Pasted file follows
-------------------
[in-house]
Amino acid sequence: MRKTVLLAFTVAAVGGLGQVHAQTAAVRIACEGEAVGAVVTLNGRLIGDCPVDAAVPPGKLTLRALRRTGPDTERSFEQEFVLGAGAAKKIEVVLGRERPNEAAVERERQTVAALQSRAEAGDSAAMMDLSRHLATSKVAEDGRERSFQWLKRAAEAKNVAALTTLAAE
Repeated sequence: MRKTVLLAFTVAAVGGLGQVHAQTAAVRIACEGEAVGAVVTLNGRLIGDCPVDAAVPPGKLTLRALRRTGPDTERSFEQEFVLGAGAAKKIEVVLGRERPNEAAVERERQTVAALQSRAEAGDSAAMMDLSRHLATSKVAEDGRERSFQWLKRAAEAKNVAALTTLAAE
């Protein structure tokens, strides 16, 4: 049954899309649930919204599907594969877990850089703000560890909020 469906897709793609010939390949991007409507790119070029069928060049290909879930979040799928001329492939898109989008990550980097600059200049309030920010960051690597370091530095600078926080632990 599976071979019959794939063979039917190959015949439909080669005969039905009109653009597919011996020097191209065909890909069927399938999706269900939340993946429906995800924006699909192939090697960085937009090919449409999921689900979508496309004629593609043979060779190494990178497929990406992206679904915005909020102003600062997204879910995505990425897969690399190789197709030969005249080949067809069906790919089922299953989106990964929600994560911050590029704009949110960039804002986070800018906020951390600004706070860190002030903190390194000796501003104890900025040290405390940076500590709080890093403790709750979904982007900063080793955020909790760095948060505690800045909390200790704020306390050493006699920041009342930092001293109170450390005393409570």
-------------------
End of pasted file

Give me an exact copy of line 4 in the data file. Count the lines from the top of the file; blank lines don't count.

């Protein structure tokens, strides 16, 4: 049954899309649930919204599907594969877990850089703000560890909020 469906897709793609010939390949991007409507790119070029069928060049290909879930979040799928001329492939898109989008990550980097600059200049309030920010960051690597370091530095600078926080632990 599976071979019959794939063979039917190959015949439909080669005969039905009109653009597919011996020097191209065909890909069927399938999706269900939340993946429906995800924006699909192939090697960085937009090919449409999921689900979508496309004629593609043979060779190494990178497929990406992206679904915005909020102003600062997204879910995505990425897969690399190789197709030969005249080949067809069906790919089922299953989106990964929600994560911050590029704009949110960039804002986070800018906020951390600004706070860190002030903190390194000796501003104890900025040290405390940076500590709080890093403790709750979904982007900063080793955020909790760095948060505690800045909390200790704020306390050493006699920041009342930092001293109170450390005393409570």